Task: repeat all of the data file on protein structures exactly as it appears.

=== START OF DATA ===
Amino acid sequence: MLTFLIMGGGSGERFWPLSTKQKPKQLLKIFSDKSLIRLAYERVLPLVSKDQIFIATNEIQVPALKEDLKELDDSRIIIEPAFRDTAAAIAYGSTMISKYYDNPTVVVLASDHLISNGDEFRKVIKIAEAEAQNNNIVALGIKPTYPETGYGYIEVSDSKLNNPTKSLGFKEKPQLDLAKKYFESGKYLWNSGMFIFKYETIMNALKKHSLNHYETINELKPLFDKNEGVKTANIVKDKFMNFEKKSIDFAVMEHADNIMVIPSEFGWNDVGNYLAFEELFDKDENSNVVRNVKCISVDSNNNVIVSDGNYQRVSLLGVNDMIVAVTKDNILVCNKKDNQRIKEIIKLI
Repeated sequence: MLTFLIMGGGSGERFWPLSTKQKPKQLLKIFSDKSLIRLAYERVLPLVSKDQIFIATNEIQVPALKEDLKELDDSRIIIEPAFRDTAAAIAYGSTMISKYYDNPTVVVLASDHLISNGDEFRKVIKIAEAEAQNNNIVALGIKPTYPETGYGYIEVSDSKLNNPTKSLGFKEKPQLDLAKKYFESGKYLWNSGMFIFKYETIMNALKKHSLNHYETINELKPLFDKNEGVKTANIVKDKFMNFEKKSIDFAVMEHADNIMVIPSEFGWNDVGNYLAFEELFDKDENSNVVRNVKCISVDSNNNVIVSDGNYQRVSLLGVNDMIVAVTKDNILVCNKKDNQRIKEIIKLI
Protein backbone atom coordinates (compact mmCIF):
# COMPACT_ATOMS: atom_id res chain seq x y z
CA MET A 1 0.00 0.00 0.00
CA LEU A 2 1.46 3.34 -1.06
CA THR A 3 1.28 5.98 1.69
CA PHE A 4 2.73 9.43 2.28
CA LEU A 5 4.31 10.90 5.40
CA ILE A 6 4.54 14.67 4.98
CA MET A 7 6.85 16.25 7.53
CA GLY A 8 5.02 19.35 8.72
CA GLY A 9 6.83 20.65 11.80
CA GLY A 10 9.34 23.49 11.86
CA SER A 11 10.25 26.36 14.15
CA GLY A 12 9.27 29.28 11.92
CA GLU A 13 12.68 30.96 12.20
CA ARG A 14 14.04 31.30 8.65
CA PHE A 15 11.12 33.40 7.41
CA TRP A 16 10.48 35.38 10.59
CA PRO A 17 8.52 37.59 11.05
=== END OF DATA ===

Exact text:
Amino acid sequence: MLTFLIMGGGSGERFWPLSTKQKPKQLLKIFSDKSLIRLAYERVLPLVSKDQIFIATNEIQVPALKEDLKELDDSRIIIEPAFRDTAAAIAYGSTMISKYYDNPTVVVLASDHLISNGDEFRKVIKIAEAEAQNNNIVALGIKPTYPETGYGYIEVSDSKLNNPTKSLGFKEKPQLDLAKKYFESGKYLWNSGMFIFKYETIMNALKKHSLNHYETINELKPLFDKNEGVKTANIVKDKFMNFEKKSIDFAVMEHADNIMVIPSEFGWNDVGNYLAFEELFDKDENSNVVRNVKCISVDSNNNVIVSDGNYQRVSLLGVNDMIVAVTKDNILVCNKKDNQRIKEIIKLI
Repeated sequence: MLTFLIMGGGSGERFWPLSTKQKPKQLLKIFSDKSLIRLAYERVLPLVSKDQIFIATNEIQVPALKEDLKELDDSRIIIEPAFRDTAAAIAYGSTMISKYYDNPTVVVLASDHLISNGDEFRKVIKIAEAEAQNNNIVALGIKPTYPETGYGYIEVSDSKLNNPTKSLGFKEKPQLDLAKKYFESGKYLWNSGMFIFKYETIMNALKKHSLNHYETINELKPLFDKNEGVKTANIVKDKFMNFEKKSIDFAVMEHADNIMVIPSEFGWNDVGNYLAFEELFDKDENSNVVRNVKCISVDSNNNVIVSDGNYQRVSLLGVNDMIVAVTKDNILVCNKKDNQRIKEIIKLI
Protein backbone atom coordinates (compact mmCIF):
# COMPACT_ATOMS: atom_id res chain seq x y z
CA MET A 1 0.00 0.00 0.00
CA LEU A 2 1.46 3.34 -1.06
CA THR A 3 1.28 5.98 1.69
CA PHE A 4 2.73 9.43 2.28
CA LEU A 5 4.31 10.90 5.40
CA ILE A 6 4.54 14.67 4.98
CA MET A 7 6.85 16.25 7.53
CA GLY A 8 5.02 19.35 8.72
CA GLY A 9 6.83 20.65 11.80
CA GLY A 10 9.34 23.49 11.86
CA SER A 11 10.25 26.36 14.15
CA GLY A 12 9.27 29.28 11.92
CA GLU A 13 12.68 30.96 12.20
CA ARG A 14 14.04 31.30 8.65
CA PHE A 15 11.12 33.40 7.41
CA TRP A 16 10.48 35.38 10.59
CA PRO A 17 8.52 37.59 11.05